Science is a dominant part of Rillington Primary School's curriculum offer, we ensure that pupils work scientifically as well as gain scientific knowledge and understanding throughout their time in our school.
Our high-quality science education provides our children with the foundations for understanding the world through the specific disciplines of biology, chemistry and physics.
Science has changed our lives and is vital to the world’s future prosperity, and all pupils should be taught essential aspects of the knowledge, methods, processes and uses of science.
One of the main aims is to improve pupils’ writing through science as well as guaranteeing pupils’ knowledge and understanding of scientific concepts.
The aim is to support pupils’ long term memory and to help them to ‘know more and remember more’.
To ask questions and be curious about the world around them in order to understand how science can be used to explain what is occurring, predict how things will behave, and analyse causes.
The starting point for our science curriculum is excellent quality literature to link the English learning with a specific science unit. For example, ‘The man who walked between the towers’ helps us focus on ‘Forces’ in science while pupils design the front page of the New York Times in English.
The knowledge, skills and understanding of both English and science are therefore of paramount importance as is the pedagogy that underpins the suggested activities.
The curriculum is designed in such a way it ensures that the integrity of both English and science remain, whilst providing natural links between the two.
The school’s curriculum is planned and sequenced so that new knowledge and skills build on what has been taught before, and towards defined end points.
At both key stages, the sticky knowledge takes full account of the national curriculum’s main characteristics of:
• Working scientifically
Our science lessons:
We base our lessons on the EBIPA model of teaching science
The engage part of the lesson motivate children by providing them with an opportunity to succeed as soon as they enter the classroom and recapping/consolidating key knowledge from the previous lesson.
Children arrive into our lessons with an enormous amount of prior knowledge that we need to take account of. Some of this prior knowledge is right and some of this is wrong; and for many concepts in science, children have had time to develop some pretty deeply held misconceptions, therefore prior knowledge is incredibly important as it provided the framework for learning new knowledge. As well as this we ensure that we link new learning to something children already know, have heard about or have experienced, this means that an existing neuron in the brain is firing along with the one about the new learning. This creates a stronger pathway in the brain and makes it more likely that information will be retained. This means the knowledge is more likely to ‘stick’.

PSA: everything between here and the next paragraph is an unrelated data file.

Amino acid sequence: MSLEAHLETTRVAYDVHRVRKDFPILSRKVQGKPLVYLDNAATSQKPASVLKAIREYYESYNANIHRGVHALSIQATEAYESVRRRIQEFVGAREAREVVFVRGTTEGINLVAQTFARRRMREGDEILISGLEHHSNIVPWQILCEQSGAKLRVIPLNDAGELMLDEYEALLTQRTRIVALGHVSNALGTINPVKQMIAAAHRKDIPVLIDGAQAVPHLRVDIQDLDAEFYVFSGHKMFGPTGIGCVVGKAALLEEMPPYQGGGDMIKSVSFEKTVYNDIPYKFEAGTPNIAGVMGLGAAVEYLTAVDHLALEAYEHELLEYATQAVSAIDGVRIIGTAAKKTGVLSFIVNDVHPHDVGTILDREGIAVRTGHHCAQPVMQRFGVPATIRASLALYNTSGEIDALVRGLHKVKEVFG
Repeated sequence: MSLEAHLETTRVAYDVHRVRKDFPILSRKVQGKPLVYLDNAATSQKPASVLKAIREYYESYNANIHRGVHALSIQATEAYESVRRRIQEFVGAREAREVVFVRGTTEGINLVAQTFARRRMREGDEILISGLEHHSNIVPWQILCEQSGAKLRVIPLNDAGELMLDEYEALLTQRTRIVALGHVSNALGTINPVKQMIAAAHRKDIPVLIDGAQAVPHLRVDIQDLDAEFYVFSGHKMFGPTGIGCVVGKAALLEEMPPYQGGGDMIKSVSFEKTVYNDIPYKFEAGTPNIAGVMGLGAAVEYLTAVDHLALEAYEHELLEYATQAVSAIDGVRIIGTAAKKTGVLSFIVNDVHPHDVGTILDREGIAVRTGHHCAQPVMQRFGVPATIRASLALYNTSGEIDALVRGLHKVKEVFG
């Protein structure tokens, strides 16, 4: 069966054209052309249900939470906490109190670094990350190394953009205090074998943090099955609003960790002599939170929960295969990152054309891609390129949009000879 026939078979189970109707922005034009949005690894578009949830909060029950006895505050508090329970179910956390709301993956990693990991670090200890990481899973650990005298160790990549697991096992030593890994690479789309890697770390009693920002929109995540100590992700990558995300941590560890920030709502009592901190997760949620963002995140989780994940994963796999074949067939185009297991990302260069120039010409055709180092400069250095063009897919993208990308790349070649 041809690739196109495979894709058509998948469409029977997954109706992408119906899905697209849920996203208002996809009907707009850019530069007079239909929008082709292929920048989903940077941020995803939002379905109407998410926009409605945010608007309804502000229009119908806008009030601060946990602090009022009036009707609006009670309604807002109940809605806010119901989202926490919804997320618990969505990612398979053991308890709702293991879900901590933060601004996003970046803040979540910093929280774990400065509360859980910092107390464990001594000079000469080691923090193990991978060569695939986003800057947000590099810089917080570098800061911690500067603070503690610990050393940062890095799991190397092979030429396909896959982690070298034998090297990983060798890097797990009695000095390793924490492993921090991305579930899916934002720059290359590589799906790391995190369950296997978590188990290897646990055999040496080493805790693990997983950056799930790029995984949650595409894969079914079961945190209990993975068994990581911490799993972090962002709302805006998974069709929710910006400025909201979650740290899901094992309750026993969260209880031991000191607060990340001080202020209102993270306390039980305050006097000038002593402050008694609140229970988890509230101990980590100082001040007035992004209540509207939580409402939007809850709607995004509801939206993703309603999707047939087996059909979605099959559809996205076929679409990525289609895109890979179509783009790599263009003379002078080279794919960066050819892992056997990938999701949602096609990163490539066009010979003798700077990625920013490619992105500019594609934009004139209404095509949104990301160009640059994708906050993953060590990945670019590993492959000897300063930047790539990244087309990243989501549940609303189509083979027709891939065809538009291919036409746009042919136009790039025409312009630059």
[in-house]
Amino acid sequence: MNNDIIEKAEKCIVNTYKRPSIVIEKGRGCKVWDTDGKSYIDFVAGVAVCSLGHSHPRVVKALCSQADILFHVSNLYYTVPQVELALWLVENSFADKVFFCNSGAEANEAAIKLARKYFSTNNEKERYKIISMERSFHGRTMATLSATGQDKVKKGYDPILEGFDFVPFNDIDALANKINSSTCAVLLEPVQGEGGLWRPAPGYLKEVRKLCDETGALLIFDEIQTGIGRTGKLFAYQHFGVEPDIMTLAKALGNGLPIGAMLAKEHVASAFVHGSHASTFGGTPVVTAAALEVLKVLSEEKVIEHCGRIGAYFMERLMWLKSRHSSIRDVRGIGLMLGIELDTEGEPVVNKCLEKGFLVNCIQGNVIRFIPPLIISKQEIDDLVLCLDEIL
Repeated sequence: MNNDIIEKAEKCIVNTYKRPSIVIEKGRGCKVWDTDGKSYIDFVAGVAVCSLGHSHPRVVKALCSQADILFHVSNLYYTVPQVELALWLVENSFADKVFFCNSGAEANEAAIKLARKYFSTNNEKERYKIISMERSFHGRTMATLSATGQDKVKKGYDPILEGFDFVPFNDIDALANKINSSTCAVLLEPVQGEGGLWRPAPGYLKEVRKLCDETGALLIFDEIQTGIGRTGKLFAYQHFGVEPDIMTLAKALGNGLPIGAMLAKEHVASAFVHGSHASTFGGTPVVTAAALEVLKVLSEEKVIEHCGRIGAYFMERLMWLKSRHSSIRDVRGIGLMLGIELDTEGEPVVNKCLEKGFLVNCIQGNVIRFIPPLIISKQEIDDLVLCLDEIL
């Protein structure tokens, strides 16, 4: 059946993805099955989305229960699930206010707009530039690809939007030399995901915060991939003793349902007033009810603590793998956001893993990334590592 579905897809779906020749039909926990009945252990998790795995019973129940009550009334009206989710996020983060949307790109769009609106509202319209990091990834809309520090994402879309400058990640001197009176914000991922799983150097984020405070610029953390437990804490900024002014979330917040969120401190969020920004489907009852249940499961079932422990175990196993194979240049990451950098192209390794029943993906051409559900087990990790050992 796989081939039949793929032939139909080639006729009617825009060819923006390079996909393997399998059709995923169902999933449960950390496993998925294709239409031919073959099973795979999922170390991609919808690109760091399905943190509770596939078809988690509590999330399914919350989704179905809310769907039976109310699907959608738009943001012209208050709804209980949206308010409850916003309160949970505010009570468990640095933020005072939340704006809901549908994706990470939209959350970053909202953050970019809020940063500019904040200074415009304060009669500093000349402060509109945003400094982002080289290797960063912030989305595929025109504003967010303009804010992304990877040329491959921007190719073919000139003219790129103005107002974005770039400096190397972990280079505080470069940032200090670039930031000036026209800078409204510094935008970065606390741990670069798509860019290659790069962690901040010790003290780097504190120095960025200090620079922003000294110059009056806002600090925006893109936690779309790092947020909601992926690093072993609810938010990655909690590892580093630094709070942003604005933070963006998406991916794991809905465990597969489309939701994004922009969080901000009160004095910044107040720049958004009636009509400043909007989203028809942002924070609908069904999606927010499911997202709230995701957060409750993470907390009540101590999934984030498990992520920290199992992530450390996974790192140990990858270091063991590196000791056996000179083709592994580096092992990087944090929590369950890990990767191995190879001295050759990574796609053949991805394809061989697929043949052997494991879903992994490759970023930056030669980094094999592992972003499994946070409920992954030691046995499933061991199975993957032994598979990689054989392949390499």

In this part we introduce new knowledge to the children, we begin with a concrete idea or simple context so that as teachers we start the learning from what our children already know. Modelling concepts to our children is important and we always ensure this occurs. What we deal with in science cannot be seen and so models are a powerful tool in the science classroom that help us represent, describe, explain and reason about the material world.
Children have the opportunity to practice what they have learnt in the introduce section to consolidate learning and develop understanding.
Children have the opportunity to apply what they have learnt to new situations. This will assess understanding and consolidate understanding.
We also use knowledge organisers to support children's recall of knowledge:
Children have a deep knowledge of scientific theories and how this can impact in the wider world
Children can demonstrate their scientific knowledge and skills through written and practical resources
Children are curious to find out how and why